Hello @Gopinath Rajee ,
Thanks for the question and using MS Q&A platform.
Suppose I create a Pool with Min Idle of 5 and Max Capacity of 10 to run the job clusters inside the pool. When not in use, how do they remain idle only to get assigned very quickly when allocated to a job cluster?
When you create a pool, in order to control its size, you can set three parameters: minimum idle instances, maximum capacity, and idle instance auto termination.
- Minimum Idle Instances: The minimum number of instances the pool keeps idle. These instances do not terminate, regardless of the setting specified in Idle Instance Auto Termination. If a cluster consumes idle instances from the pool, Azure Databricks provisions additional instances to maintain the minimum.
- Maximum Capacity: The maximum number of instances that the pool will provision. If set, this value constrains all instances (idle + used). If a cluster using the pool requests more instances than this number during autoscaling, the request will fail with an INSTANCE_POOL_MAX_CAPACITY_FAILURE error.
- Idle Instance Auto Termination: The time in minutes that instances above the value set in Minimum Idle Instances can be idle before being terminated by the pool.
Is it that the nodes keep running in the background and because of which they get assigned to jobclusters very quickly?
Yes, the nodes keep running in the background, until the value set in Minimum Idle Instances can be idle before being terminated by the pool
Does this mean that we will be billed by Azure since the nodes are running but not by Databricks since there is no DBU consumed? If Azure is billing for the idle instances in the pool, how much are they charging us?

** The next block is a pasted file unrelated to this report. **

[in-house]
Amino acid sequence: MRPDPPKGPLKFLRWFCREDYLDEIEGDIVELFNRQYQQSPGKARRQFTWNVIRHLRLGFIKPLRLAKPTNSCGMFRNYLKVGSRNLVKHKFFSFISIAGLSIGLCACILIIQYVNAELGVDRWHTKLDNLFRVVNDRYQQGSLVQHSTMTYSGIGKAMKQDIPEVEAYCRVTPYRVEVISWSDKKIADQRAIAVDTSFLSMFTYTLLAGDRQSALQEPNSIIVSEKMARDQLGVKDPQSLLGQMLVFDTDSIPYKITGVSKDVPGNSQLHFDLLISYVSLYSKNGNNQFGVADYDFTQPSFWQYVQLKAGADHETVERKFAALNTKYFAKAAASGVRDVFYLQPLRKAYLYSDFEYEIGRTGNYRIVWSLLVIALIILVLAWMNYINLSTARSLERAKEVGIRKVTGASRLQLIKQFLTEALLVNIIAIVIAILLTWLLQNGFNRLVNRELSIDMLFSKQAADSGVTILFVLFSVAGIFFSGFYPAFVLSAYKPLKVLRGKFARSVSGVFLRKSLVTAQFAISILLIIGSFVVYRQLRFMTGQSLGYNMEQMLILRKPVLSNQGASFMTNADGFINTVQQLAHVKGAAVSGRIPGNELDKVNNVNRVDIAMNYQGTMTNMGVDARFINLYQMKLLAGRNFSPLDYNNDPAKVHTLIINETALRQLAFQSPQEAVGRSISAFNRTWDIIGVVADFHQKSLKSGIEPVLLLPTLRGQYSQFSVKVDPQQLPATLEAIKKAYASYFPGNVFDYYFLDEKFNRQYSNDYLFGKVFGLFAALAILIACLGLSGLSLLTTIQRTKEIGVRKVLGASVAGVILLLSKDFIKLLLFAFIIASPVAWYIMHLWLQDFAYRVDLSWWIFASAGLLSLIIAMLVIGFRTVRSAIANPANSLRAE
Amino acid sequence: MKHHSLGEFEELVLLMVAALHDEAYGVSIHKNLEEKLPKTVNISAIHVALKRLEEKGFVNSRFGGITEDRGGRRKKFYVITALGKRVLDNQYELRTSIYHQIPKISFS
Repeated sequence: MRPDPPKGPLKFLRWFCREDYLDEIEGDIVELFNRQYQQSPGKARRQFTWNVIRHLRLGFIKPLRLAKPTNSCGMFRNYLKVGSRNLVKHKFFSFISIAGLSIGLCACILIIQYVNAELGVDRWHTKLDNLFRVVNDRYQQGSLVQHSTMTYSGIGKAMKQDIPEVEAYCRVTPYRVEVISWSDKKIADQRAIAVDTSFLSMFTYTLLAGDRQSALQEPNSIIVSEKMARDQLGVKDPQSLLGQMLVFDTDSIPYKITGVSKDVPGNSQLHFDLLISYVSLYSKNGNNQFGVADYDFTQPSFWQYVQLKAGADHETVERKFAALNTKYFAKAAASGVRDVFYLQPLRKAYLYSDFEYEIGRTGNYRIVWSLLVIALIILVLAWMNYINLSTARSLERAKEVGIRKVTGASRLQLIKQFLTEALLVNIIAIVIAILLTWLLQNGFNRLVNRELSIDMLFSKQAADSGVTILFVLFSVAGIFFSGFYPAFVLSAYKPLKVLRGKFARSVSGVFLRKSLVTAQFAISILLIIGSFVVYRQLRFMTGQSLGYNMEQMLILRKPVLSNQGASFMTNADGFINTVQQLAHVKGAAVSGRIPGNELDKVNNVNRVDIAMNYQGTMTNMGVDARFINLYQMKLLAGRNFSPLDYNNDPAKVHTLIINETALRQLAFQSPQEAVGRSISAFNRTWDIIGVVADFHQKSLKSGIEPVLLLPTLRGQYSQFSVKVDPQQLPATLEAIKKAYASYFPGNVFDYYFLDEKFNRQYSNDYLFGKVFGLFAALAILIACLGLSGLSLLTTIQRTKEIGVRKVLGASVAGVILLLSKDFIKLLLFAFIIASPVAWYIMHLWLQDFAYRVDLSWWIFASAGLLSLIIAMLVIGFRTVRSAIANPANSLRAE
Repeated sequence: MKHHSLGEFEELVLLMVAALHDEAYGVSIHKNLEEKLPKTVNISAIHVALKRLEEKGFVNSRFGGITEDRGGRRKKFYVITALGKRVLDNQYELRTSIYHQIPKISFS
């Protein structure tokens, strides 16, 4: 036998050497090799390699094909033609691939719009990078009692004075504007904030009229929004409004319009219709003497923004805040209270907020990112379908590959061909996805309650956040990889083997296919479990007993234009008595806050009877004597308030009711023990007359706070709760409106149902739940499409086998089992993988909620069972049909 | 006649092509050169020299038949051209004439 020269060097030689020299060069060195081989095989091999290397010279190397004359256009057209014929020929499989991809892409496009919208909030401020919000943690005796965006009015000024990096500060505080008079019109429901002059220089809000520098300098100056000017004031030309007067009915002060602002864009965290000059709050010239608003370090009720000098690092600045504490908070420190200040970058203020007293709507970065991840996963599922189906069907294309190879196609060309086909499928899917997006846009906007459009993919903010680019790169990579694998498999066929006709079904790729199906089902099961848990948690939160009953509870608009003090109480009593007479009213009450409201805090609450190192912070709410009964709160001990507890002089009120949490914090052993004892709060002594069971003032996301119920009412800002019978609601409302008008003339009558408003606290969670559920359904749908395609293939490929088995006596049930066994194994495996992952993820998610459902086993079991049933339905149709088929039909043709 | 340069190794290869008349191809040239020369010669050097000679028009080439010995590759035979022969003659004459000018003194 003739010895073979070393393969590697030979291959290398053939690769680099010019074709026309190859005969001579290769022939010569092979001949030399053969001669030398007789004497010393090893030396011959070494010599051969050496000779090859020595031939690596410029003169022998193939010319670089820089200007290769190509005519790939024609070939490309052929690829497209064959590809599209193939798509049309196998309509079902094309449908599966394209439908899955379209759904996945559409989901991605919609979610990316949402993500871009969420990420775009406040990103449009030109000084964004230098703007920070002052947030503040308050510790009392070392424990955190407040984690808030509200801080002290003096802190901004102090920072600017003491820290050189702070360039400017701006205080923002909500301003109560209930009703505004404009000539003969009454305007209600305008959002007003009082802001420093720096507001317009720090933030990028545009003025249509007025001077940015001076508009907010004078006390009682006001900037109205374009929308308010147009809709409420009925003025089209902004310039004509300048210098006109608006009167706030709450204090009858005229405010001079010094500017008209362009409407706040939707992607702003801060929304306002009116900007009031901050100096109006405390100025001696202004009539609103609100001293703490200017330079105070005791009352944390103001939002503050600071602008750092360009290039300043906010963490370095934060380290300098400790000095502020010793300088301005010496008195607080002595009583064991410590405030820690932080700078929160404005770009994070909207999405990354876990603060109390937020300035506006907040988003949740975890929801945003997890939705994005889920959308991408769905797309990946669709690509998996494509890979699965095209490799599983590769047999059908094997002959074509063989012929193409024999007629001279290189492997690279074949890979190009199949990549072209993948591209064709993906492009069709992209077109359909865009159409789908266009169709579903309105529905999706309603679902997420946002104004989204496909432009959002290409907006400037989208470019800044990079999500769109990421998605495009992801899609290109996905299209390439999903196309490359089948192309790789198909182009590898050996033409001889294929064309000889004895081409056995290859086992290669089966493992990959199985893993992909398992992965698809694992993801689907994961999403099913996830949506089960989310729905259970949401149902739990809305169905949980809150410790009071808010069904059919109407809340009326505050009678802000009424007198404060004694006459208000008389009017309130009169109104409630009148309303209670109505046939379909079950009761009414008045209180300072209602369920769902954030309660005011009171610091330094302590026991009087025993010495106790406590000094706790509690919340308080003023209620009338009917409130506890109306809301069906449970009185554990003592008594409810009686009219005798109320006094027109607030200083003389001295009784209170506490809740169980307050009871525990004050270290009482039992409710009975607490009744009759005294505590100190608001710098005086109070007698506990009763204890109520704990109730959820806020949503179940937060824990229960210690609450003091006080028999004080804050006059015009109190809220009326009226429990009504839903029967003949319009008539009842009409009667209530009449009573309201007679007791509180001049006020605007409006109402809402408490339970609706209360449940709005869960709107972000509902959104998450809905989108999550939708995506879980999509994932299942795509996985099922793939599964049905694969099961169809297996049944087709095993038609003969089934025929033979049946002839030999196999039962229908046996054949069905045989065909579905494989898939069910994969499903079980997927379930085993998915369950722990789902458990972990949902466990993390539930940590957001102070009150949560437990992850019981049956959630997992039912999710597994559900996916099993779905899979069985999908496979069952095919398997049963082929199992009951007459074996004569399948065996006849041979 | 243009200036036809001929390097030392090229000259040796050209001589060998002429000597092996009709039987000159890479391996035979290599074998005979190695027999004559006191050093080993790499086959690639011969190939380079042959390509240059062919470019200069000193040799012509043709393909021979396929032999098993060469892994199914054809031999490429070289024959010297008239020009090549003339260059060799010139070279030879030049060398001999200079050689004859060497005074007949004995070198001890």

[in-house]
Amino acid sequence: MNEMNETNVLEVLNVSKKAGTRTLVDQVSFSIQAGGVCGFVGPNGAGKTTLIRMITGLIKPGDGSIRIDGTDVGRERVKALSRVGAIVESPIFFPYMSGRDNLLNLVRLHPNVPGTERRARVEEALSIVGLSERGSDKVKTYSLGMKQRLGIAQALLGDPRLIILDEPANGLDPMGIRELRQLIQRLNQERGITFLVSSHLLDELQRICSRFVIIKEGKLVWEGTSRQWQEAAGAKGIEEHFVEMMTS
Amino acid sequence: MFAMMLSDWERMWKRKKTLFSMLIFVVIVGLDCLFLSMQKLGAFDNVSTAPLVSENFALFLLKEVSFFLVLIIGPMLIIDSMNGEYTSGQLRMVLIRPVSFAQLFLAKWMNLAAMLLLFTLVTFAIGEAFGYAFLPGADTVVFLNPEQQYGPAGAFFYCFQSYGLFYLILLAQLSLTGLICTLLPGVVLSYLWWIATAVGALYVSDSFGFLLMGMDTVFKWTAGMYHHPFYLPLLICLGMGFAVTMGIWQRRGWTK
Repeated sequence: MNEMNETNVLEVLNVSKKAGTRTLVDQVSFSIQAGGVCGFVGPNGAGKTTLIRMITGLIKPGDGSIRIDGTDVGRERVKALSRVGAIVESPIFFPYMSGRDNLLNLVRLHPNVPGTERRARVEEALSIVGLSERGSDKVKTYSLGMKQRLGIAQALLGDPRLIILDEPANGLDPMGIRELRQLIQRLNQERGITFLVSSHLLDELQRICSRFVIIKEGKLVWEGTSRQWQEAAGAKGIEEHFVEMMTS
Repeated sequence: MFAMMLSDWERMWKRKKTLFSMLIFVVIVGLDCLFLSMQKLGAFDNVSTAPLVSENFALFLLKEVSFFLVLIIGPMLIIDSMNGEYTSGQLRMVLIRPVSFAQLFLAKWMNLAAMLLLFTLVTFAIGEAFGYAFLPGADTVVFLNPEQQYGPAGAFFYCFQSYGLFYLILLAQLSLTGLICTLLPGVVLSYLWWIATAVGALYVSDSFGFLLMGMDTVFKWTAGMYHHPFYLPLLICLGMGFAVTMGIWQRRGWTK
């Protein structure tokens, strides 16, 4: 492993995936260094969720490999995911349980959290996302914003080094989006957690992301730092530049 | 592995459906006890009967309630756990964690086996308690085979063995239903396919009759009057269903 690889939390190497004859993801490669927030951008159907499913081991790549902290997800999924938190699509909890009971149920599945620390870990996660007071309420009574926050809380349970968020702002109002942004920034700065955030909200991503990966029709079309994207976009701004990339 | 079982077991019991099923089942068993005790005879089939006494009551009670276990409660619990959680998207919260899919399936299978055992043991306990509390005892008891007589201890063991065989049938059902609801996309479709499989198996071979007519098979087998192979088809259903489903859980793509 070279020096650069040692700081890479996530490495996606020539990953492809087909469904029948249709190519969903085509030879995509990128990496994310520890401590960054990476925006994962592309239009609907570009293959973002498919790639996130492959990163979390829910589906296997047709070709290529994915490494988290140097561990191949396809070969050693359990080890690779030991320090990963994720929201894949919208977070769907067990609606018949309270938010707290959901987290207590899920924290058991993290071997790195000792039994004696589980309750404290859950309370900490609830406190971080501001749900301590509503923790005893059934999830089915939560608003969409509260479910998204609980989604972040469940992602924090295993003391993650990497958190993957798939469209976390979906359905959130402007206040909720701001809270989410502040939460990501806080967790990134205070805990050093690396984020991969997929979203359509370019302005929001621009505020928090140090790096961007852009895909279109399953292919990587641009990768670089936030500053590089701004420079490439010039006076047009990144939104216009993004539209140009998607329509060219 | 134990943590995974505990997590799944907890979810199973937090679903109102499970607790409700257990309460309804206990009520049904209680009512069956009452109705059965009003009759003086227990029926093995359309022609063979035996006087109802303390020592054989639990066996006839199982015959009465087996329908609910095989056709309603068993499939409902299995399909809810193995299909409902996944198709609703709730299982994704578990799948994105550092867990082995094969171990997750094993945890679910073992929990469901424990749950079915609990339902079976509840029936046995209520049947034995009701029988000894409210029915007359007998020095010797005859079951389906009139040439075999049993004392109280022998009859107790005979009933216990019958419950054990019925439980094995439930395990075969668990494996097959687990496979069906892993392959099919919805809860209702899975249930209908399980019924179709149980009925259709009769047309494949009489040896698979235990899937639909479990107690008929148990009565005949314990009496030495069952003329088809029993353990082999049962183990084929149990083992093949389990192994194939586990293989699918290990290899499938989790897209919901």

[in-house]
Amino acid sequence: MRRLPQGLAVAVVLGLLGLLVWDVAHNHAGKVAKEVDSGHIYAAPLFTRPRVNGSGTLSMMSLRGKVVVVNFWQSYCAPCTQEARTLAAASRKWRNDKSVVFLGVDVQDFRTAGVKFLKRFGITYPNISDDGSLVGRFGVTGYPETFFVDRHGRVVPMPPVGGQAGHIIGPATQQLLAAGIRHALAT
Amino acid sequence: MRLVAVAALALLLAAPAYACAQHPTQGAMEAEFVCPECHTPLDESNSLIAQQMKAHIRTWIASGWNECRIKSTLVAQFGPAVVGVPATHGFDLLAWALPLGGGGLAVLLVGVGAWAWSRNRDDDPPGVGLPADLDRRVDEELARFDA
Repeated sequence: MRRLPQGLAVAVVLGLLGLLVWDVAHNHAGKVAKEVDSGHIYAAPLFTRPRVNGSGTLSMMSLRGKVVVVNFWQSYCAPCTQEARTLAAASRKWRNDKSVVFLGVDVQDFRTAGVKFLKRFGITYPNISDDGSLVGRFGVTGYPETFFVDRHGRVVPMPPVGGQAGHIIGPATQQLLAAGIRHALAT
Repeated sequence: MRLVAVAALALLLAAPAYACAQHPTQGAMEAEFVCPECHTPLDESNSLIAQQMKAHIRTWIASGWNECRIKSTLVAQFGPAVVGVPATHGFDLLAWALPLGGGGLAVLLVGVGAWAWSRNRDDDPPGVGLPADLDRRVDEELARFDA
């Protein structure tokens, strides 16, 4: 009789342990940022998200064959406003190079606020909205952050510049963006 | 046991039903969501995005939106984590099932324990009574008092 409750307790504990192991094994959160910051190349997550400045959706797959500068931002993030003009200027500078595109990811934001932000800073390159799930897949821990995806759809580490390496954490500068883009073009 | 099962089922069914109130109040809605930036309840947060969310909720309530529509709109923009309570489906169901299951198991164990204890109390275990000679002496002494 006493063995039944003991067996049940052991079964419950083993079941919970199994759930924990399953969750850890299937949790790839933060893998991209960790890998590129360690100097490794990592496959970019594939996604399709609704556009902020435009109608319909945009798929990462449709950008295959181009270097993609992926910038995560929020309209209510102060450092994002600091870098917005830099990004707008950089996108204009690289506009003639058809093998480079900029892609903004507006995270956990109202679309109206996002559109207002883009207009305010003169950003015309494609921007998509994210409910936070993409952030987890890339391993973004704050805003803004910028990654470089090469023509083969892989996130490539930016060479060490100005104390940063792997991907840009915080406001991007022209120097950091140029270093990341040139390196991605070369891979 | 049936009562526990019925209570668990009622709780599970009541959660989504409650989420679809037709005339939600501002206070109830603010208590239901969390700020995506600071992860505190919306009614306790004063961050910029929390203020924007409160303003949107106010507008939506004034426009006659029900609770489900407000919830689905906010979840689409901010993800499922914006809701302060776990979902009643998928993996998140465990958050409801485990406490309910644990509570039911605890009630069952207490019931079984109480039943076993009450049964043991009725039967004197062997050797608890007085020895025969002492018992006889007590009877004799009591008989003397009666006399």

Azure Databricks does not charge DBUs while instances are idle in the pool. Instance provider billing does apply based on the instance Type. See Linux Virtual Machines Pricing.
- Instance types: A pool consists of both idle instances kept ready for new clusters and instances in use by running clusters. All of these instances are of the same instance provider type, selected when creating a pool.
A pool’s instance type cannot be edited. Clusters attached to a pool use the same instance type for the driver and worker nodes. Different families of instance types fit different use cases, such as memory-intensive or compute-intensive workloads.
Example: I used
Standard_Ds3_v2, you will be billed based on the instance type selected.
Hope this will help. Please let us know if any further queries.
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